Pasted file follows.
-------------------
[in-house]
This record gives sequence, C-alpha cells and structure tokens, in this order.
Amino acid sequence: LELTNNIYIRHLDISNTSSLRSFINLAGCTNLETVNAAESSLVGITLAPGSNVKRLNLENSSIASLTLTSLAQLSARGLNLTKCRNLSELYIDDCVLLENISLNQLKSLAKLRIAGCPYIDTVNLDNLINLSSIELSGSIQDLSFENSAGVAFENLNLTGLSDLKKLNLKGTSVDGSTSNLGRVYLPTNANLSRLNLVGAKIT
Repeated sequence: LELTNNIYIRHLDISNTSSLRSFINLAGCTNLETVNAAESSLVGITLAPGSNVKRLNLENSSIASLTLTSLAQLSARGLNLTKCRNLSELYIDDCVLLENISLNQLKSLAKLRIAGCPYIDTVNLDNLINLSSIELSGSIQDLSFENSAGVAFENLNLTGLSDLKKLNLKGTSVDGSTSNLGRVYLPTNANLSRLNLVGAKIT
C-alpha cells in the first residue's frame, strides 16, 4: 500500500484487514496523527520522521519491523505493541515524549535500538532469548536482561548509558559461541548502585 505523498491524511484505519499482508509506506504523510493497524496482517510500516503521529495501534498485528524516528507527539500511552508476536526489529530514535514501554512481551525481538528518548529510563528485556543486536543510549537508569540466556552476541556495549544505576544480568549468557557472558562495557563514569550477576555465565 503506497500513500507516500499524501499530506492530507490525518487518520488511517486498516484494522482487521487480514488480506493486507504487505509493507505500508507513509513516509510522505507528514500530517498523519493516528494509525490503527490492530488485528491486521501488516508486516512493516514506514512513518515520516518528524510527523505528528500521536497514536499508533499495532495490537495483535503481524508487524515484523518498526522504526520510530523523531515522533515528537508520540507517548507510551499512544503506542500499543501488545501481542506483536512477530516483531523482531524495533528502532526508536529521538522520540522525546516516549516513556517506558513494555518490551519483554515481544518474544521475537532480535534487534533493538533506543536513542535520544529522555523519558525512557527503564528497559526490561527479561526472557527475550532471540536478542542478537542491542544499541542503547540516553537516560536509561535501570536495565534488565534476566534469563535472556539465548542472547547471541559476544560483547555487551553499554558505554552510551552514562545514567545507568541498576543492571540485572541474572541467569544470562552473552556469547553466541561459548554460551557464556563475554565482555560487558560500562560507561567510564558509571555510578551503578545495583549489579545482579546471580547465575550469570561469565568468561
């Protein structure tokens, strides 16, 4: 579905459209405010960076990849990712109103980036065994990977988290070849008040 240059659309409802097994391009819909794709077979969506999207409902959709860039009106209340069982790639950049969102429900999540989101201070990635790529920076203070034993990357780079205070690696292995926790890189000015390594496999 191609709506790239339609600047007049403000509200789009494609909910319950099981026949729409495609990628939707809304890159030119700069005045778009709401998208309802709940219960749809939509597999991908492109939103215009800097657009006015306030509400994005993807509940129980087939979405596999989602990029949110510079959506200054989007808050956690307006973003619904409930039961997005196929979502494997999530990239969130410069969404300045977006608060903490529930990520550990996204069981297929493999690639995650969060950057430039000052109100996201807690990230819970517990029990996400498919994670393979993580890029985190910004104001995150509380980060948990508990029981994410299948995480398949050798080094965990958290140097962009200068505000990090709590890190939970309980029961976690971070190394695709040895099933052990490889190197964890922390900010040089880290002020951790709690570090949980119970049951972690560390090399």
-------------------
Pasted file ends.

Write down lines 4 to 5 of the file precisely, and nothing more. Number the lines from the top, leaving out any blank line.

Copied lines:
Repeated sequence: LELTNNIYIRHLDISNTSSLRSFINLAGCTNLETVNAAESSLVGITLAPGSNVKRLNLENSSIASLTLTSLAQLSARGLNLTKCRNLSELYIDDCVLLENISLNQLKSLAKLRIAGCPYIDTVNLDNLINLSSIELSGSIQDLSFENSAGVAFENLNLTGLSDLKKLNLKGTSVDGSTSNLGRVYLPTNANLSRLNLVGAKIT
C-alpha cells in the first residue's frame, strides 16, 4: 500500500484487514496523527520522521519491523505493541515524549535500538532469548536482561548509558559461541548502585 505523498491524511484505519499482508509506506504523510493497524496482517510500516503521529495501534498485528524516528507527539500511552508476536526489529530514535514501554512481551525481538528518548529510563528485556543486536543510549537508569540466556552476541556495549544505576544480568549468557557472558562495557563514569550477576555465565 503506497500513500507516500499524501499530506492530507490525518487518520488511517486498516484494522482487521487480514488480506493486507504487505509493507505500508507513509513516509510522505507528514500530517498523519493516528494509525490503527490492530488485528491486521501488516508486516512493516514506514512513518515520516518528524510527523505528528500521536497514536499508533499495532495490537495483535503481524508487524515484523518498526522504526520510530523523531515522533515528537508520540507517548507510551499512544503506542500499543501488545501481542506483536512477530516483531523482531524495533528502532526508536529521538522520540522525546516516549516513556517506558513494555518490551519483554515481544518474544521475537532480535534487534533493538533506543536513542535520544529522555523519558525512557527503564528497559526490561527479561526472557527475550532471540536478542542478537542491542544499541542503547540516553537516560536509561535501570536495565534488565534476566534469563535472556539465548542472547547471541559476544560483547555487551553499554558505554552510551552514562545514567545507568541498576543492571540485572541474572541467569544470562552473552556469547553466541561459548554460551557464556563475554565482555560487558560500562560507561567510564558509571555510578551503578545495583549489579545482579546471580547465575550469570561469565568468561